It wasn’t something I jumped into. I thought about it for days and days, but I didn’t tell anybody. I knew if I did, I’d wake up from my romantic dreams.

When did you finally know you had to dive in?

Ben: March 23, 2016. It was a Wednesday. I was at work, and I saw someone who looked just like her walk past the building. I immediately took out my phone and called her. She wasn’t the one, but she was in such a good mood when she picked up. That’s how we ended up speaking for more than 30 minutes while I was on duty. 

Debby: We spoke about me being on leave and just lying in bed listening to music. I had a trip the next day because a close cousin of mine was getting married. We talked about travelling by road, the latest update on the expressways, everything and nothing really.

Ben: It was during this call I knew I loved her. I wanted to disappear and appear with her in her room on her bed.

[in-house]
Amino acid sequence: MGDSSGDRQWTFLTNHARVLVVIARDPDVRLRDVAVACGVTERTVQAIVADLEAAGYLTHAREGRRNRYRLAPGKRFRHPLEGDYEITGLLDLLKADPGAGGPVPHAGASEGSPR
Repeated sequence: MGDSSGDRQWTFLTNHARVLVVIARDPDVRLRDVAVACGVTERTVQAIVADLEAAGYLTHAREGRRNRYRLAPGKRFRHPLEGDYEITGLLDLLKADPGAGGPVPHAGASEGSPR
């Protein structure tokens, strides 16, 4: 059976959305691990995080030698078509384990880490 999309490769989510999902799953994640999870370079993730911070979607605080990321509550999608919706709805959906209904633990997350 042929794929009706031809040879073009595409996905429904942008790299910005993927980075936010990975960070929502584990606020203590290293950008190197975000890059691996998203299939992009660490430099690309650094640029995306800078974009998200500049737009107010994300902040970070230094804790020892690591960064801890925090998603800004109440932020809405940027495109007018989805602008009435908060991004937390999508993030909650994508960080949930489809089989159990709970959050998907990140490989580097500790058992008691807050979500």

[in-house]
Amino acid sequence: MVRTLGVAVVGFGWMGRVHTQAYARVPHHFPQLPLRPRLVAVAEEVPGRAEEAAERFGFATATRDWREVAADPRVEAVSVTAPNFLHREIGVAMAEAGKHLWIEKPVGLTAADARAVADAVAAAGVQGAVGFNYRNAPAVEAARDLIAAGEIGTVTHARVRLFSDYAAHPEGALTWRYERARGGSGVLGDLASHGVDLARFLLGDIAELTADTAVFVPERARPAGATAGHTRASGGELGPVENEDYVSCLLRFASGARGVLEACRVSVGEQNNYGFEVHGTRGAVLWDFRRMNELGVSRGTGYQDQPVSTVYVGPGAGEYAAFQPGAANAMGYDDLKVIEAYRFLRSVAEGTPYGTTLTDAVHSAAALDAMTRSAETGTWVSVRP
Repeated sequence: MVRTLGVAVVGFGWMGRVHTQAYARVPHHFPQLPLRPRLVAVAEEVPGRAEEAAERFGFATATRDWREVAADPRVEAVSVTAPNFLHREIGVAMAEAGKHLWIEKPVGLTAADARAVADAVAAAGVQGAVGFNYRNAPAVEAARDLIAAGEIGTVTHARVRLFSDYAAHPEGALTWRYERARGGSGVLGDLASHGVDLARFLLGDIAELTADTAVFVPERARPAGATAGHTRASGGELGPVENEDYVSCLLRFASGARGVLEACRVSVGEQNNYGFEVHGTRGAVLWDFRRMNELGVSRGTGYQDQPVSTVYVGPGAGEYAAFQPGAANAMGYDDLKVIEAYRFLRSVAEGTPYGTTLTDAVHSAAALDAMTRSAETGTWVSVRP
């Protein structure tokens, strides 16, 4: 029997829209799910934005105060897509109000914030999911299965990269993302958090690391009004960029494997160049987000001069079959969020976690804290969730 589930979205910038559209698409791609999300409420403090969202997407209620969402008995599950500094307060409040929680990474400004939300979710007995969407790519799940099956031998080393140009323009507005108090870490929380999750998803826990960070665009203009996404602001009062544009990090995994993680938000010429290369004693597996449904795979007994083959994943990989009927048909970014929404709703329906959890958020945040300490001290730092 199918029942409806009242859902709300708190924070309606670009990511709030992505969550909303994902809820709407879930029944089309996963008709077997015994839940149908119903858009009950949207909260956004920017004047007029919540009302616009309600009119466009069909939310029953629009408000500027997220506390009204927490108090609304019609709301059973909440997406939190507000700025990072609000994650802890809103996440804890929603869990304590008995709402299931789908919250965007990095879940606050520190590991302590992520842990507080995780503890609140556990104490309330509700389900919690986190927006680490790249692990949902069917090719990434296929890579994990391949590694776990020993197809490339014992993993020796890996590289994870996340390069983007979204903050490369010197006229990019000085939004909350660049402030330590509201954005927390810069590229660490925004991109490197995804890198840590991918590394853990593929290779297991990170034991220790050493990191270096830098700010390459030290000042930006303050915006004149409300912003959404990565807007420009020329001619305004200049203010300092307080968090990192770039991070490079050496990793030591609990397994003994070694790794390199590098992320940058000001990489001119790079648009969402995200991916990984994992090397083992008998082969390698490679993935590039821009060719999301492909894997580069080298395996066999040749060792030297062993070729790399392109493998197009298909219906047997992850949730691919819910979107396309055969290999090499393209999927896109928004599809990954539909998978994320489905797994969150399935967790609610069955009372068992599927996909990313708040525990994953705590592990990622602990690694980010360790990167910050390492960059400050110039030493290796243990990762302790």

That night, I called her again and said I wanted to be her boyfriend and future husband. I wanted to take care of her forever. Just listening to her gentle voice talking for hours made me weak. I was far gone.

How did she take your proclamation of love?

Debby: I cried and cried and that’s how the call ended. The next day, he was at my house seeing me and my family off.

Ben: When she was gone, we spoke over the phone throughout. I tried to get her to talk to me about what life’s like for her, the medication she takes and all that.

Debby: One thing I loved was that he never once asked me how I contracted it. That made me feel safe and unjudged. 

When I returned home, we started attending some of my counselling and treatment sessions together.

Ben: You’d be incredibly surprised by the number of Nigerians who have this virus. It’s way more common than you think. God help those who are still having unprotected sex in this day and age.

Right? But did it ever get hard, dating as a mixed-status couple?